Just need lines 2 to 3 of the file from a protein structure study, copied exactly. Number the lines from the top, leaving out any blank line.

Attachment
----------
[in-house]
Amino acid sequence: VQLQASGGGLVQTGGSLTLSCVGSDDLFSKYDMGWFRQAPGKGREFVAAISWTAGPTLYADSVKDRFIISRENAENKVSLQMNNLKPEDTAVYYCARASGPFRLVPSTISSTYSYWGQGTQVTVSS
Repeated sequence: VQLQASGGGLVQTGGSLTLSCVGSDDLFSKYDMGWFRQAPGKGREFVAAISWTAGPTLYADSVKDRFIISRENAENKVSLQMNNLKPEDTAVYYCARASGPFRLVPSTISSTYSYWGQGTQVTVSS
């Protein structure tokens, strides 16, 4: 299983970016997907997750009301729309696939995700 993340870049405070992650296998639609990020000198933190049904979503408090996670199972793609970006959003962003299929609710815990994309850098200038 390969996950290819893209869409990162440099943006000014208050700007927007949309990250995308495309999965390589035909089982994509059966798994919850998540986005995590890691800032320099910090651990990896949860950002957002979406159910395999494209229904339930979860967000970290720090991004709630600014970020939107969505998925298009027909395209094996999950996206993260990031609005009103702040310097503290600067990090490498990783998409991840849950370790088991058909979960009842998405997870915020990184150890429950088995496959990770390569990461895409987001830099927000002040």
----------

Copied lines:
Amino acid sequence: VQLQASGGGLVQTGGSLTLSCVGSDDLFSKYDMGWFRQAPGKGREFVAAISWTAGPTLYADSVKDRFIISRENAENKVSLQMNNLKPEDTAVYYCARASGPFRLVPSTISSTYSYWGQGTQVTVSS
Repeated sequence: VQLQASGGGLVQTGGSLTLSCVGSDDLFSKYDMGWFRQAPGKGREFVAAISWTAGPTLYADSVKDRFIISRENAENKVSLQMNNLKPEDTAVYYCARASGPFRLVPSTISSTYSYWGQGTQVTVSS